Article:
This Ginger Turmeric Bone Broth Latte is an amazing way to start the day!
Are you tired of hearing about bone broth yet? I hope not! The health benefits of bone broth are nearly endless making it on the most nutritious foods I always have on hand in my kitchen.
First off, our bodies can easily absorb the nutrients in the broth, which nourishes the gut and heals everything from leaky gut to acid reflux. Secondly, it’s great for your joints by supporting healthy bone density and restoring cartilage we’ve lost as part of the aging process. The collagen content is crucial in supporting healthy hair and skin as wells as aiding in weight loss, and improving digestion.
Also, whether you are making your own bone broth or using store bought be sure to do your research beforehand. The nutrient, mineral, and collagen content is directly correlated to the the temperature and length of cook. For example, broth cooked at a high temperature for a short time results in a less nutritious broth, than one cooked at a low temperature for long time.
It’s easy enough to make a small batch fist thing in the morning to get your day going or make a large thermos for all-day sipping!
Turmeric Bone Broth Latte Drink Recipe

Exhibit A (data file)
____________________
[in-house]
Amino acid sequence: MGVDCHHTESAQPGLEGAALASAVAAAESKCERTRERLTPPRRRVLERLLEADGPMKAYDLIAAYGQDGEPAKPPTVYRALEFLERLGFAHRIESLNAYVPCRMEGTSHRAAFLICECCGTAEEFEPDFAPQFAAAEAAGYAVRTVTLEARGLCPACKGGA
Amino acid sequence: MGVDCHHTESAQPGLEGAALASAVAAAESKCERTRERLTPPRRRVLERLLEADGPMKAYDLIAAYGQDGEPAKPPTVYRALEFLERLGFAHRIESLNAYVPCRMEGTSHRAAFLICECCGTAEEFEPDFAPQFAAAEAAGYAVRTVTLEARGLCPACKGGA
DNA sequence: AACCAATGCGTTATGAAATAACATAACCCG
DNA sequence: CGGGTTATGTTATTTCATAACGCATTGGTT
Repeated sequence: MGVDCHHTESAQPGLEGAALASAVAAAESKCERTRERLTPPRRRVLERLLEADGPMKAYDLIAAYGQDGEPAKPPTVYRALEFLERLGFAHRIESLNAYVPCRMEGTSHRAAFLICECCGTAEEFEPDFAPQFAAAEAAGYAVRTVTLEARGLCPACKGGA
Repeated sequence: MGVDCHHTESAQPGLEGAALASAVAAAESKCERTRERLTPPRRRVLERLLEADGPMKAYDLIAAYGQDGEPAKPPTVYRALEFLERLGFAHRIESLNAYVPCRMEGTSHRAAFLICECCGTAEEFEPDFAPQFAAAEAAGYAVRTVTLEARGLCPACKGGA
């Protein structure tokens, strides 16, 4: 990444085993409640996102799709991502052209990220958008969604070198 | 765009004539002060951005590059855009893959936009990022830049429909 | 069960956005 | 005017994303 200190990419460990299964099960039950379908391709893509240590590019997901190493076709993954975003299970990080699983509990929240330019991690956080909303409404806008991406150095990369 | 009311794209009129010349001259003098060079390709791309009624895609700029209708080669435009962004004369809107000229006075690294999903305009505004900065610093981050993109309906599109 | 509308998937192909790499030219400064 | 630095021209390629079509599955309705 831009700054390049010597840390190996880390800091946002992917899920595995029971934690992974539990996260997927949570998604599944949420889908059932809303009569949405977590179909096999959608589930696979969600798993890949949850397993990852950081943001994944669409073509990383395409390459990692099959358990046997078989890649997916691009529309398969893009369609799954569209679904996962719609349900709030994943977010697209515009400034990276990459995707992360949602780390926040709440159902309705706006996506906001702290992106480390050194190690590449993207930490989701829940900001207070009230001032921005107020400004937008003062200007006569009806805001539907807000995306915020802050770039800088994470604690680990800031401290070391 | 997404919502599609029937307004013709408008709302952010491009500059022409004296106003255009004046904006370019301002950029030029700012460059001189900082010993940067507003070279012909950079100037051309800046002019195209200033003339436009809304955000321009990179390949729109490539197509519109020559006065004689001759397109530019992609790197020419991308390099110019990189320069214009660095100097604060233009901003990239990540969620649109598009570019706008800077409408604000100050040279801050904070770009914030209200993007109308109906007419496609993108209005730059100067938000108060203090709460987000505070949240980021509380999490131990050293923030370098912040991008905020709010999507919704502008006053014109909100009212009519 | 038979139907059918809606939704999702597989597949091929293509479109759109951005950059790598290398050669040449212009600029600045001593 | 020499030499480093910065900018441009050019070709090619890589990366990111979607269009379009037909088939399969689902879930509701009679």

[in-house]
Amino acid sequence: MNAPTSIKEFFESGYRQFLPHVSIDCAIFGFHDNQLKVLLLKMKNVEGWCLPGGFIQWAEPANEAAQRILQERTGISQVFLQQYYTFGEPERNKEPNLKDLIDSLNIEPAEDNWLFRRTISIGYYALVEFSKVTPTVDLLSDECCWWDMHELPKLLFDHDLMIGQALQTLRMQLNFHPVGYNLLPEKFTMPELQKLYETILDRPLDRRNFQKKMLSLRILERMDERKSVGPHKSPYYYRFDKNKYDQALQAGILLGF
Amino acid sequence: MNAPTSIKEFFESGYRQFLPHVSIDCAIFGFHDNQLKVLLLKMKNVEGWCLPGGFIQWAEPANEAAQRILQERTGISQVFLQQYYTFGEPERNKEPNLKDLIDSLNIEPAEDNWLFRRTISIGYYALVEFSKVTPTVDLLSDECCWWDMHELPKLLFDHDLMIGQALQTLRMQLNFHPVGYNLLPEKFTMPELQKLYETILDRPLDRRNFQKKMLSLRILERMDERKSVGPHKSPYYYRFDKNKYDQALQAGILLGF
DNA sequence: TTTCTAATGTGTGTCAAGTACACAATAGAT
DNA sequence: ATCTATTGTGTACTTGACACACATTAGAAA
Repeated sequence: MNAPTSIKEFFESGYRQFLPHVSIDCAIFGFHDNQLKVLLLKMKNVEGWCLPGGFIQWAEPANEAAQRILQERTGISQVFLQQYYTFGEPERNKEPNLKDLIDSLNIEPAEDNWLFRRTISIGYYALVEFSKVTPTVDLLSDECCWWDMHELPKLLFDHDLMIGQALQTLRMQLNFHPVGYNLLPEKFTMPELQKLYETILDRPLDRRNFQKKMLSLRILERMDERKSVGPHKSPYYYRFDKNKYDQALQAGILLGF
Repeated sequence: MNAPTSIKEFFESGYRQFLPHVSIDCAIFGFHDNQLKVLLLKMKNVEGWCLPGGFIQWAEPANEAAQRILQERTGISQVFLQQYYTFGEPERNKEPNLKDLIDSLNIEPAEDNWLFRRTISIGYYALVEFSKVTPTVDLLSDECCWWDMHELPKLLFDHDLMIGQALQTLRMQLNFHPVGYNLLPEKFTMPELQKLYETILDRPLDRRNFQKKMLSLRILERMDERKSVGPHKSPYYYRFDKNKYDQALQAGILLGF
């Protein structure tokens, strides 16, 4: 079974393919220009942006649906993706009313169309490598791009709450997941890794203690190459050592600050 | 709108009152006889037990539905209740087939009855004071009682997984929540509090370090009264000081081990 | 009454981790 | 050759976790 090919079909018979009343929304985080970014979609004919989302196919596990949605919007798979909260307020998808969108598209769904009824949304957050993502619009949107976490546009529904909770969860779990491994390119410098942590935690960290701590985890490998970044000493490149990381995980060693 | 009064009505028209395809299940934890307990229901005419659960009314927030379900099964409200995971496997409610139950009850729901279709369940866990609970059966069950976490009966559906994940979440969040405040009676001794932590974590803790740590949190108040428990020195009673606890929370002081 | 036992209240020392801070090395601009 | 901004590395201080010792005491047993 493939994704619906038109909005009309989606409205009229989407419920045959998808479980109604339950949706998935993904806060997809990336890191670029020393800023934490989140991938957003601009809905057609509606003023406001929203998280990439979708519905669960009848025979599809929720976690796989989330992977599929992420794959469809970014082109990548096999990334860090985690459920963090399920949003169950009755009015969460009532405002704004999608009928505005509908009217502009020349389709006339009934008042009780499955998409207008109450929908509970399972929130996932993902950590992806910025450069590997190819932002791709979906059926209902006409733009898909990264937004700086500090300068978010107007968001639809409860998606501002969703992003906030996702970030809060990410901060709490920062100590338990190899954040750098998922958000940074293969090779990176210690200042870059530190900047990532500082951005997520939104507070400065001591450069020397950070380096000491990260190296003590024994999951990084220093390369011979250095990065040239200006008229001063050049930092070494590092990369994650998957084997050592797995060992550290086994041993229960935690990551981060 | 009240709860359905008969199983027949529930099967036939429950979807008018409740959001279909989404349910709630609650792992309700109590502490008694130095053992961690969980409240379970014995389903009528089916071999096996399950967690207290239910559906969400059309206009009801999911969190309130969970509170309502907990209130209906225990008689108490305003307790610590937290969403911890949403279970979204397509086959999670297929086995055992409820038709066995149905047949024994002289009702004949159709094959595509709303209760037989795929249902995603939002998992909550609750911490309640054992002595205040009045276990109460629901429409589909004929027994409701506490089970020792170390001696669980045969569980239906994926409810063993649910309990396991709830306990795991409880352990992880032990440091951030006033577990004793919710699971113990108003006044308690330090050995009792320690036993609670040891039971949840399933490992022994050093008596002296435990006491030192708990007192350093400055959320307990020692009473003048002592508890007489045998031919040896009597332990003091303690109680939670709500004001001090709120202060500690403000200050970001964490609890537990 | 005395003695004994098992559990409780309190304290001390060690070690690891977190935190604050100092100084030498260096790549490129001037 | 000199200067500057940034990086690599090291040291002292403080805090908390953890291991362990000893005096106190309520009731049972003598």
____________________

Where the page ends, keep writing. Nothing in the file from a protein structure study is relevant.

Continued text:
Drink this bone broth latte to give your immunity a boost. It's so easy and you just need 5 ingredients + 15 minutes to make this turmeric bone broth.
Recipe VideoClick or tap on the image below to play the video and learn how to make this recipe!
Please ensure Safari reader mode is OFF to view ingredients.
- 1 cup Bone broth
- 2 tablespoons Coconut cream
- 1/2 teaspoon Ground ginger
- 1/2 teaspoon Turmeric
- Sea salt (to taste)
- Black pepper (to taste)
- 1/2 tablespoon Fresh cilantro (minced)
More TIPS about this paleo recipe in the post above!
Place all ingredients (except cilantro) in a pot and heat over medium heat until steaming.
Top with cilantro before serving.
Serving Size: 1 bone broth latte
Nutrition Information Per Serving
Where does nutrition info come from? Nutrition facts are provided as a courtesy, sourced from the USDA Food Database. Net carb count excludes both fiber and sugar alcohols (though the latter are rarely seen on this site), because these do not affect blood sugar in most people. We try to be accurate, but feel free to make your own calculations.